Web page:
|International Center for Public Health and Environmental Research (PHER)|
Since 1998, when it was established, Discover Life has assembled over 500 biological databases that together contain over 1.19 million valid species names. Currently it maps the geographic distribution of over 200,000 of these. It has identification guides, images, text, and links to other websites for many, but not yet all species. For some species, information is minimal -- just the scientific name, position in the tree of life, scientific authority, and year in which it was described. In short, much still remains to be done to create the envisioned comprehensive, interactive encyclopedia of life -- one that will allow users to identify species, retrieve information about them, and moreover, contribute their observations to a system that has sufficient checks, balances, and filters to maintain high data quality.
Thanks in part to a generous equipment grant from Sun Microsystems and support from the American Museum of Natural History and Smithsonian Tropical Research Institute, Discover Life has a powerful network of 20 computers running Solaris. These are located in Georgia and at the Missouri Botanical Garden. Through October, 2007, they had served a total of over 192 million pages and images, 47% of them in the last 12 months; 8.6 million in the last month. Partly because many users are from schools and colleges, the number of IP addresses that access Discover Life each month varies seasonally. As an indicator of the number of users in the past year, this number has averaged 151,000 per month, ranging from a low of 103,000 in December to a high of 188,000 in May.
We have accomplished all this at relatively little cost in terms actual dollars raised by the Polistes Foundation. Since being establisted 2002, the Polistes Foundation has raised approximately $25,000 to $100,000 per year in support of Discover Life, the latter figure being for this year, through July, 2007. Our success rests on fiduciary efficiency, state-of-the-art technology, belief that source providers should always retain ownership and control of their information, and above all, the goodwill and contributions of our human network of researchers, partners, teachers, students, volunteers, and dedicated staff. We are particularly grateful to UGA and the Missouri Botanical Garden for providing band-width and other facilities, to Topozone.com for aerial photographs and maps, to the U.S. Geological Survey's National Biological Information Infrastructure (NBII) for support through a 5-year cooperative agreement (Basic Agreement 04CRAG0005), and to several private donors who have helped make ends meet.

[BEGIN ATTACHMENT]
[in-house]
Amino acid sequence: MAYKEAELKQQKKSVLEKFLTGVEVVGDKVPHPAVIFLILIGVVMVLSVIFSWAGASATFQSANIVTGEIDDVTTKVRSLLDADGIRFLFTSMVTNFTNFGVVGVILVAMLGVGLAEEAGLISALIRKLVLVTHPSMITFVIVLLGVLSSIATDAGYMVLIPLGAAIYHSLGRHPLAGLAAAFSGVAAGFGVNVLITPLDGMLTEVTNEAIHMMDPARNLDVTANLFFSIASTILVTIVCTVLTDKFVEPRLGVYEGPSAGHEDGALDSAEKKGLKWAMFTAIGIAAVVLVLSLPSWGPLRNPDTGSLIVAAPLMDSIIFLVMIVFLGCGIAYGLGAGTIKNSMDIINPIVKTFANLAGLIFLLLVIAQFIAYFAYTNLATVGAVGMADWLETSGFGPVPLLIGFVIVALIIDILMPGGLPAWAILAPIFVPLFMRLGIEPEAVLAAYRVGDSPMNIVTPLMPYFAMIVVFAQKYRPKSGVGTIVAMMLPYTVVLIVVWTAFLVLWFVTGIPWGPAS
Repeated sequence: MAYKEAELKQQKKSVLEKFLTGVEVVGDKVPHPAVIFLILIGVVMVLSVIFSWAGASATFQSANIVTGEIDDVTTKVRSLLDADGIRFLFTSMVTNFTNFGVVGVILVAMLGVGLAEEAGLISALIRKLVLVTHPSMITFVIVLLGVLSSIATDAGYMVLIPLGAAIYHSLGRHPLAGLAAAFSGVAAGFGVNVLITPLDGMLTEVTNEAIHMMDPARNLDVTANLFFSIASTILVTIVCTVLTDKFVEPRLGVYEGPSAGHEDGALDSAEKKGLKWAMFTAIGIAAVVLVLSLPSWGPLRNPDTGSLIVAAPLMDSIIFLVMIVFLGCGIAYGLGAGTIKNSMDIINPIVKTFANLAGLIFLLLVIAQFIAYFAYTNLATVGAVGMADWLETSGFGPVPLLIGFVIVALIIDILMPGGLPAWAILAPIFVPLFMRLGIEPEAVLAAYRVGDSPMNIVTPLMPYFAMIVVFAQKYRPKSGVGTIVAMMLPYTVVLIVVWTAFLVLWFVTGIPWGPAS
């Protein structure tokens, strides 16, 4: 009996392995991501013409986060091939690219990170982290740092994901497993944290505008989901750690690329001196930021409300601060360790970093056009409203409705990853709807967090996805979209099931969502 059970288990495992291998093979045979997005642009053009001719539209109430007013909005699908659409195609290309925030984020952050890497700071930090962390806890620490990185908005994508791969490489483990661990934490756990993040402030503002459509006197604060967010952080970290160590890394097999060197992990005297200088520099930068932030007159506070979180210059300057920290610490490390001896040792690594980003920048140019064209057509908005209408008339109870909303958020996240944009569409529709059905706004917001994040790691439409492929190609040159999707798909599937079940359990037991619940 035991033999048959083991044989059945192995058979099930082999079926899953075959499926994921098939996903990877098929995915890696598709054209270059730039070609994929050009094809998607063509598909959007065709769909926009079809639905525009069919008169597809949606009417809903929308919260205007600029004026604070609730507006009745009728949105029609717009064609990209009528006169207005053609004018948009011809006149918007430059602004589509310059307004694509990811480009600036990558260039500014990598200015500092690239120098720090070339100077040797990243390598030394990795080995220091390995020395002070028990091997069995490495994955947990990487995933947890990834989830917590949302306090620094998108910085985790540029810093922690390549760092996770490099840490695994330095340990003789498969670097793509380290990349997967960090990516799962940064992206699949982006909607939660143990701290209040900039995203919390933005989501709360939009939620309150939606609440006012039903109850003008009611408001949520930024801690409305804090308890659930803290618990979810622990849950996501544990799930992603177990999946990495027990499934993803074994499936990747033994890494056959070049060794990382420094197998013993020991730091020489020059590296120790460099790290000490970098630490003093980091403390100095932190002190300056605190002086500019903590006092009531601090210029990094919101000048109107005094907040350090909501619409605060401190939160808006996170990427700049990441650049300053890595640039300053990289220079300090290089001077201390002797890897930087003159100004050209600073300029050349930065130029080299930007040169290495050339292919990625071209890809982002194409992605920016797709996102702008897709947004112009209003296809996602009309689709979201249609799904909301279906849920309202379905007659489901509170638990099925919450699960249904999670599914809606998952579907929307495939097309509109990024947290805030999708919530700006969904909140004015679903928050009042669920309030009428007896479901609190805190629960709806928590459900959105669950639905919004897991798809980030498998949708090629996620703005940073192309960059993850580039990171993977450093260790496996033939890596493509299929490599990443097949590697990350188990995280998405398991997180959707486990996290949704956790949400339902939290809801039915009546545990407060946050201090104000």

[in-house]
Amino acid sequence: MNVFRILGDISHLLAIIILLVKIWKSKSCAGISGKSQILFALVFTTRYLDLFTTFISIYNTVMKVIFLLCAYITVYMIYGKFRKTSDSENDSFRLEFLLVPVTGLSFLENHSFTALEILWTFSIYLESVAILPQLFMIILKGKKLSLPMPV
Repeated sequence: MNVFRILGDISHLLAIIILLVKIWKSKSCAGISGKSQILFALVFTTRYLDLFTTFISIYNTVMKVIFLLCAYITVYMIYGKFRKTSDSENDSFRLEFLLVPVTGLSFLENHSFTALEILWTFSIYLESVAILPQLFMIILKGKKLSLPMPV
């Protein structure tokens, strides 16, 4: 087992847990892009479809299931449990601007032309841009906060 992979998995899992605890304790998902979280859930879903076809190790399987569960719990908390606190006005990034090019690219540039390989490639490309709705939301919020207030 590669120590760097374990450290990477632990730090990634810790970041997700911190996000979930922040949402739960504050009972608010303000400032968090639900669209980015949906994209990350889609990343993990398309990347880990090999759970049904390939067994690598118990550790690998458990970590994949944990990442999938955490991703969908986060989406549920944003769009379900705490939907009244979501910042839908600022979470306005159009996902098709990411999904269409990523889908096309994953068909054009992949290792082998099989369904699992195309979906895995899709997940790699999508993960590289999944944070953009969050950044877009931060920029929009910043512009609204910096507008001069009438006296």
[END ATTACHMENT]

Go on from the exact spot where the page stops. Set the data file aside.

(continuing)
By 2012, we propose to staff and equip a global network of 25 regional centers and 100 smaller country- or state-level nodes. The Polistes Foundation's 10-year Business Plan and Prospectus present the rationale for these. Starting in 2008, as funding permits, we propose to staff 8 regional centers (Australia, Chile, Madagascar, Malaysia, Morocco, Panama, South Africa, and Taiwan) and to field 25 community-based research teams. These teams will start state-level nodes and work with the U.S. National Park Service to develop research protocols and identification guides for their target groups of organisms in specific parks (see Community-based research on the impact of environmental changes in U.S. National Parks and elsewhere in North America). NBII will provide $20,000 for the initial database support and training needed by these teams.
To accomplish our research and educational objectives, PHER has set a goal of raising $750,000 in grants and donations in 2008. We hope that the National Park Service will match all private donations, enabling us to support 25 community-based research teams in the United States. If successful, our efforts will provide critical information to many others working in education, public health, and environmental fields.
Updated: 21 November, 2007
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